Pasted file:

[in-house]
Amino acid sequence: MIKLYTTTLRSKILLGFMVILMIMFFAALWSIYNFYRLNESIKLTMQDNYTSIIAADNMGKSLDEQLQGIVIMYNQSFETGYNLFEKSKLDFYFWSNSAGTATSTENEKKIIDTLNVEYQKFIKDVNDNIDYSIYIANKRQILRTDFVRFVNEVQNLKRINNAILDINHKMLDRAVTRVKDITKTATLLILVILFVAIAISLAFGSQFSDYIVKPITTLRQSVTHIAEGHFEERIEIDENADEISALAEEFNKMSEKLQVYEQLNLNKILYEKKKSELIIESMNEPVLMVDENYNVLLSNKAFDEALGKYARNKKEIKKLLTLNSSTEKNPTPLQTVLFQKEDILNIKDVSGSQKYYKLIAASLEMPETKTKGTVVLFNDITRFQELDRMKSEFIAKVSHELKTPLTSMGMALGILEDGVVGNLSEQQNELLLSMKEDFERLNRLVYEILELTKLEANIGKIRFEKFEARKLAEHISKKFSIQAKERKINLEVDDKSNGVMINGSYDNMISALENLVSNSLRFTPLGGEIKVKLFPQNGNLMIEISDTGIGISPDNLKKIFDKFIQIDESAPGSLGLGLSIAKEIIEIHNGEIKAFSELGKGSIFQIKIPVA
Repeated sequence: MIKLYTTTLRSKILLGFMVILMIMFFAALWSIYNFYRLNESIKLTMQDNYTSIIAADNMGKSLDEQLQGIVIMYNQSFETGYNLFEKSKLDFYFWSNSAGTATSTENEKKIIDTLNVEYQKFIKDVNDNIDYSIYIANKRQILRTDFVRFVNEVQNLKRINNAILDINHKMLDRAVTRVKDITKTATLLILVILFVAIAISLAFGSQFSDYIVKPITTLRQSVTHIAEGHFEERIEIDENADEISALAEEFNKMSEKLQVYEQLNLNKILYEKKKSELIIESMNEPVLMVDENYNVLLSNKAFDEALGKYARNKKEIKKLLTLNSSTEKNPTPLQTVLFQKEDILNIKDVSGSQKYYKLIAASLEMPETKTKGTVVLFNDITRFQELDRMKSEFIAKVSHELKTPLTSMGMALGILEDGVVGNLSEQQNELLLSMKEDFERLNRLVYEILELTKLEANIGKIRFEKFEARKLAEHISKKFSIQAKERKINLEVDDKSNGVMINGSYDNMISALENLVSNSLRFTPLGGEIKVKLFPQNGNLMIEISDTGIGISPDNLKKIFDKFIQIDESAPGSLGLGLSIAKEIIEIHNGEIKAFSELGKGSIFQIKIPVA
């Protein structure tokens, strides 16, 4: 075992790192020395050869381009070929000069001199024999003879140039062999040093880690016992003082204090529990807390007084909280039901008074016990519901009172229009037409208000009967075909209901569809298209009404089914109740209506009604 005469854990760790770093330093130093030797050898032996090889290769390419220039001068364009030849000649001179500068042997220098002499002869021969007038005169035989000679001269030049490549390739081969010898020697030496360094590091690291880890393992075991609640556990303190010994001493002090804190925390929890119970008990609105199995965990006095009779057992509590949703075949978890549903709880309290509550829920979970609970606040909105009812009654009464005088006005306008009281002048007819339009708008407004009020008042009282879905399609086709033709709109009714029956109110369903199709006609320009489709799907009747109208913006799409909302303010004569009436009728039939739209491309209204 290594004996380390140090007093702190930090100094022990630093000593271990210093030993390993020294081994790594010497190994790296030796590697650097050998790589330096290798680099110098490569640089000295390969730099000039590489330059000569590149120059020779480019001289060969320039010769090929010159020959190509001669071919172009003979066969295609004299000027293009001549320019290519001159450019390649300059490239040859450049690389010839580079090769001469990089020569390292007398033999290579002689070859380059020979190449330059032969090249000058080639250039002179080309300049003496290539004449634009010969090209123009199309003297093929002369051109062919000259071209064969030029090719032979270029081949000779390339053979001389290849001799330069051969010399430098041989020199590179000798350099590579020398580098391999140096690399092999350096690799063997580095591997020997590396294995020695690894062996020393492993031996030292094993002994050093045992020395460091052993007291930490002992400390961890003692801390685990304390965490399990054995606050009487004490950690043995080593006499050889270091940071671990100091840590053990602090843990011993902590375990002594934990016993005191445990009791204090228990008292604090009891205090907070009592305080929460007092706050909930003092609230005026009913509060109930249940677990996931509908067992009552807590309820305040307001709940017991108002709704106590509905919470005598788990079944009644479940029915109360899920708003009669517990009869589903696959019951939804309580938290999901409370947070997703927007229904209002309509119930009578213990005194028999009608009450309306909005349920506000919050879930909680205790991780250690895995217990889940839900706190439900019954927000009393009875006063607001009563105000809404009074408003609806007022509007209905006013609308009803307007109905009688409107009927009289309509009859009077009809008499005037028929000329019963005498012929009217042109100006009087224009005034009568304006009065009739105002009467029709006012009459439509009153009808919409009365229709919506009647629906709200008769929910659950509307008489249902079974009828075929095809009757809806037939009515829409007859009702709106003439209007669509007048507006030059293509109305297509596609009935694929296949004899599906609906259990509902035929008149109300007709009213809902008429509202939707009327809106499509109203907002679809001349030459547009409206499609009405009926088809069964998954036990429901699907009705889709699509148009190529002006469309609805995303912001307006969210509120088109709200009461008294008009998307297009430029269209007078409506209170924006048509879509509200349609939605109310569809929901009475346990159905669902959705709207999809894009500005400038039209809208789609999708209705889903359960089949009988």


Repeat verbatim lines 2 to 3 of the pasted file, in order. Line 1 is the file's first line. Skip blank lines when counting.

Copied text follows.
Amino acid sequence: MIKLYTTTLRSKILLGFMVILMIMFFAALWSIYNFYRLNESIKLTMQDNYTSIIAADNMGKSLDEQLQGIVIMYNQSFETGYNLFEKSKLDFYFWSNSAGTATSTENEKKIIDTLNVEYQKFIKDVNDNIDYSIYIANKRQILRTDFVRFVNEVQNLKRINNAILDINHKMLDRAVTRVKDITKTATLLILVILFVAIAISLAFGSQFSDYIVKPITTLRQSVTHIAEGHFEERIEIDENADEISALAEEFNKMSEKLQVYEQLNLNKILYEKKKSELIIESMNEPVLMVDENYNVLLSNKAFDEALGKYARNKKEIKKLLTLNSSTEKNPTPLQTVLFQKEDILNIKDVSGSQKYYKLIAASLEMPETKTKGTVVLFNDITRFQELDRMKSEFIAKVSHELKTPLTSMGMALGILEDGVVGNLSEQQNELLLSMKEDFERLNRLVYEILELTKLEANIGKIRFEKFEARKLAEHISKKFSIQAKERKINLEVDDKSNGVMINGSYDNMISALENLVSNSLRFTPLGGEIKVKLFPQNGNLMIEISDTGIGISPDNLKKIFDKFIQIDESAPGSLGLGLSIAKEIIEIHNGEIKAFSELGKGSIFQIKIPVA
Repeated sequence: MIKLYTTTLRSKILLGFMVILMIMFFAALWSIYNFYRLNESIKLTMQDNYTSIIAADNMGKSLDEQLQGIVIMYNQSFETGYNLFEKSKLDFYFWSNSAGTATSTENEKKIIDTLNVEYQKFIKDVNDNIDYSIYIANKRQILRTDFVRFVNEVQNLKRINNAILDINHKMLDRAVTRVKDITKTATLLILVILFVAIAISLAFGSQFSDYIVKPITTLRQSVTHIAEGHFEERIEIDENADEISALAEEFNKMSEKLQVYEQLNLNKILYEKKKSELIIESMNEPVLMVDENYNVLLSNKAFDEALGKYARNKKEIKKLLTLNSSTEKNPTPLQTVLFQKEDILNIKDVSGSQKYYKLIAASLEMPETKTKGTVVLFNDITRFQELDRMKSEFIAKVSHELKTPLTSMGMALGILEDGVVGNLSEQQNELLLSMKEDFERLNRLVYEILELTKLEANIGKIRFEKFEARKLAEHISKKFSIQAKERKINLEVDDKSNGVMINGSYDNMISALENLVSNSLRFTPLGGEIKVKLFPQNGNLMIEISDTGIGISPDNLKKIFDKFIQIDESAPGSLGLGLSIAKEIIEIHNGEIKAFSELGKGSIFQIKIPVA